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  • Writer's pictureMeghan Bayer

Rare Disease Week 2023!

Rare Disease Week 2023 happened to fall on my spring break from graduate school this year, so I had the honor and privilege of joining over 600 rare disease advocates with 300 Congressional meetings in one day, representing over 300 patient organizations through the EveryLife Foundation for Rare Diseases and the Rare Disease Legislative Advocates (RDLA) advocating on Capitol Hill. The experience was everything I dreamed of and then some! I have long known that I have wanted to advocate for individuals with rare diseases and people with disabilities on Capitol Hill, but I thought I would need to get my PhD to have that happen in real life. On a real-life timeline, I estimated that would happen around 2030 at the earliest. Nope! As soon as I learned that I got a travel stipend, my mind was set. Capitol Hill 2023! Seven years earlier than I ever imagined possible.

Monday morning, I got a bright start with the FDA’s Virtual Rare Disease Day conference streaming on my phone as we traveled from my cousin’s home in Charlotte where we spent the night on the way to D.C. I was astounded how much I understood from my higher education and classes that I had taken as recently as 7 weeks prior to my journey to Washington! It made me start to contemplate if I was certain that I wanted a PhD in the social sciences over the natural sciences. I had let one bad professor with a long history of ADA violations form my entire opinion on the natural sciences, but the reality is I am hard-working and intelligent enough to pursue either path! The seed was planted on Monday. By the end of the lectures on Monday, my brain was packed with information, but I was excited to be back in-person with everyone! FDA had reported that over 5700 people signed up for the special day!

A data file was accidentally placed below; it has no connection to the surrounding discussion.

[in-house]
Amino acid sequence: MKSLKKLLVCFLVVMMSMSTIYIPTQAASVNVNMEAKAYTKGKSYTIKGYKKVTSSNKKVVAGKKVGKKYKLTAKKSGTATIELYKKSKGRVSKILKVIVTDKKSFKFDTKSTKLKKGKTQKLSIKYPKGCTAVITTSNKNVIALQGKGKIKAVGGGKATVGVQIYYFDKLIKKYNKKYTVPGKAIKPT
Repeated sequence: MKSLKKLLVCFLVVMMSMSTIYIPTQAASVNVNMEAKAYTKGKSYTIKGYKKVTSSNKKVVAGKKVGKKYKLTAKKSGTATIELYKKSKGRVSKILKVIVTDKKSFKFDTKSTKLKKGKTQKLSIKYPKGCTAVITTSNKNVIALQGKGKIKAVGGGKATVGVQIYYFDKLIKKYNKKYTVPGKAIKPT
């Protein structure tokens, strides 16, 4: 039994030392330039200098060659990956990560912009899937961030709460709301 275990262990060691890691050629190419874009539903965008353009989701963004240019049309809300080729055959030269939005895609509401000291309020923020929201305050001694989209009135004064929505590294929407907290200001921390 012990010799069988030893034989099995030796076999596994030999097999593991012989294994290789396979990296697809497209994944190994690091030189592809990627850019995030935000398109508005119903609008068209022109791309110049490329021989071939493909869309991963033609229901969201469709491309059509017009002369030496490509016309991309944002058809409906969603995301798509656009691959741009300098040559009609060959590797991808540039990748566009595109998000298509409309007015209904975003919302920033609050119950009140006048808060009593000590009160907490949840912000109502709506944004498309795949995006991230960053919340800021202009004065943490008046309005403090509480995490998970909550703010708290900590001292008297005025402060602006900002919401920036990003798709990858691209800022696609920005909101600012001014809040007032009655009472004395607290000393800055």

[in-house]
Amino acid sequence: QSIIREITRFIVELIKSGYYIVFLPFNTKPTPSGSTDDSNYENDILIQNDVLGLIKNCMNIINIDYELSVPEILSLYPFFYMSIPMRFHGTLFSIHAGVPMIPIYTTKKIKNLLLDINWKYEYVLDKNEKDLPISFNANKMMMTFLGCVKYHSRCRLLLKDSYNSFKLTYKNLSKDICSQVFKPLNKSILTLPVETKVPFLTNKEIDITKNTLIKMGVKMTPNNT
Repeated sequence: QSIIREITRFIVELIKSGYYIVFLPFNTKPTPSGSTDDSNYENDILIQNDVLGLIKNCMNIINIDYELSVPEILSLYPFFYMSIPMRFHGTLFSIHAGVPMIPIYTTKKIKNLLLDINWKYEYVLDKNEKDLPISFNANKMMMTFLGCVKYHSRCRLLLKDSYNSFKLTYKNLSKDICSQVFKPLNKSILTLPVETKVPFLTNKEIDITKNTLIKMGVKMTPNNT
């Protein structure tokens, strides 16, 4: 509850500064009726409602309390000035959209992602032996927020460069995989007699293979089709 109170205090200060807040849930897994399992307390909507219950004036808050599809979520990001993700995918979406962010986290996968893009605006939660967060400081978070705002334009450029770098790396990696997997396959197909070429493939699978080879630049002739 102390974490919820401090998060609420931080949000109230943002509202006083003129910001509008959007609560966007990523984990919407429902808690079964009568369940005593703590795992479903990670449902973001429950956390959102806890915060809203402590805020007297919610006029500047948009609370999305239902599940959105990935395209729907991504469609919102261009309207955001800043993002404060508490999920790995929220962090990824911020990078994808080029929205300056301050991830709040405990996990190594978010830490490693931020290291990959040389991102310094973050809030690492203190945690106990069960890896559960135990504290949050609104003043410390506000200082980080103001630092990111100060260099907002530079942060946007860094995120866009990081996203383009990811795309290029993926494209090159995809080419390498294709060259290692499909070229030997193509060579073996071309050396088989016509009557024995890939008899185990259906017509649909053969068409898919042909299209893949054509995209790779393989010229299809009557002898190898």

Tuesday, February 28th was the day: World Rare Disease Day 2023! I cautiously wheeled my wheelchair, Nemo, up to the line for security at the National Institutes of Health (NIH/NCATS) ensuring I had the email with the QR code to get checked-in and my Gold Star driver’s license used for federal identification domestically. When I got to the back of the line, I struck up a conversation with college professor who had told her students that class was cancelled for her to attend RDD@NIH in-person. It made me laugh, when I started thinking about the possible creative reasons my own professors had cancelled my classes! We started chatting about rare diseases and I found out that, like me, she also has Ehlers-Danlos Syndrome (EDS) and Mast Cell Activation Syndrome (MCAS)! Our loud banter carried on as we worked our way into the security checkpoint and I saw a few rare disease patient friends along the way!